HTLV is a virus that affects human T-cells. Brazil is the country of the world with the largest absolute number of HTLV cases. Estimates by the Ministry of Health point to 700,000 to 2 million infected Brazilians. The majority are asymptomatic carriers, but some persons may develop degenerative neurological conditions such as tropical spastic paraparesis, in addition to leukemia and lymphoma. The forms of transmission and clinical manifestations such as progressive motor incapacity, genitourinary disorders, in addition to restriction of maternal breastfeeding, impact daily life and can lead to social discrimination and stigma. The stigma denotes violation of social norms and reinforces prejudice and inequalities. This article aims to discuss the concept of stigma and its repercussions on persons living with HTLV. The discussion is based on a literature review on the theme and the authors’ experience with care for persons affected by the infection and illness. The study found that both HTLV carrier status and HTLV-related illness can be stigmatizing for individuals, who feel inferior for being infected with a potentially serious and even fatal disease, although incompletely understood and loaded with derogatory stereotypes. This situation can have negative repercussions on access to health services, treatment adherence, and pursuit of rights. Public policies should help mitigate such stigmatization, ensuring the rights of individuals in a situation of vulnerability due to HTLV in order from them to live as protagonists in the exercise of their civil rights.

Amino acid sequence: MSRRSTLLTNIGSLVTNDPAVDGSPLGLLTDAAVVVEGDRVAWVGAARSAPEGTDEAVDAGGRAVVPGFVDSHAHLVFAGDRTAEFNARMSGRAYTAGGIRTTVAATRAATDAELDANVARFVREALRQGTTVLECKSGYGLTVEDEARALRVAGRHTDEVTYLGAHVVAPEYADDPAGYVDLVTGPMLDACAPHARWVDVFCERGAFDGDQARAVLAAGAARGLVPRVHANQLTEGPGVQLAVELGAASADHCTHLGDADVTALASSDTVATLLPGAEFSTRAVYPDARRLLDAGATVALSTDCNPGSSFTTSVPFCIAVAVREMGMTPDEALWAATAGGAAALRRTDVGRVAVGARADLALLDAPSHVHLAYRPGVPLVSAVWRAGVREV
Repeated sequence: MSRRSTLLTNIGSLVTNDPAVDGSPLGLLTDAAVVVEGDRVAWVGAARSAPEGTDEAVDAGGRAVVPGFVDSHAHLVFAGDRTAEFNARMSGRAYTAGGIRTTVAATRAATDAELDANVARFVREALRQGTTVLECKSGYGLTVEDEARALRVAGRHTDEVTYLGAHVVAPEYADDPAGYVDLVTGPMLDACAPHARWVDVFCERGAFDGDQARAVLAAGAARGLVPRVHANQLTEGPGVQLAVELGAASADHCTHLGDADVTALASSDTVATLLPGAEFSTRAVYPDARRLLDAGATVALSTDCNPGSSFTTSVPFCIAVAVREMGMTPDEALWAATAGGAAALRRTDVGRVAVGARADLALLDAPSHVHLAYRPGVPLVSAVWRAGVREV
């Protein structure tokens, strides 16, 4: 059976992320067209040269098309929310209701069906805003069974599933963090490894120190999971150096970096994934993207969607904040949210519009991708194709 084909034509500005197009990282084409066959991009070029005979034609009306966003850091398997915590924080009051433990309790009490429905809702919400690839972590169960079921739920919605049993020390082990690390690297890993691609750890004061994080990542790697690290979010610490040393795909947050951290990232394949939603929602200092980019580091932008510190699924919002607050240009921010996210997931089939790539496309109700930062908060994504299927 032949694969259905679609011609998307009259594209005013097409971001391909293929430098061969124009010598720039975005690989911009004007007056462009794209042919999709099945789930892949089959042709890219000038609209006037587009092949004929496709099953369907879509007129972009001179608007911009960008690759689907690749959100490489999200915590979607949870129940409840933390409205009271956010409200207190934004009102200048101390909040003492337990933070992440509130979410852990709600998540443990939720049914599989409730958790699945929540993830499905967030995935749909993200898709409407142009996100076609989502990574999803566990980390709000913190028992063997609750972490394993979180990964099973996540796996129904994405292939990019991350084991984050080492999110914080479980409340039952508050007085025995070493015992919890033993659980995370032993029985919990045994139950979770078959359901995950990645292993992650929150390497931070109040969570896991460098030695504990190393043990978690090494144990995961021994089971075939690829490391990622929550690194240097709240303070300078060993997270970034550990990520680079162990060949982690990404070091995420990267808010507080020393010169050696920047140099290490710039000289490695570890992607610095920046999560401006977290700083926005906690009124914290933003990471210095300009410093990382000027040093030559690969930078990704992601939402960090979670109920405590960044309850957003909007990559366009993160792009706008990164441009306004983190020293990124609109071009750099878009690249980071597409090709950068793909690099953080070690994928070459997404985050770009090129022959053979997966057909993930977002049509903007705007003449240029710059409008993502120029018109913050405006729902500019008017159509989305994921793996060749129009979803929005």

HTLV; Social Stigma; Prejudice; Community Participation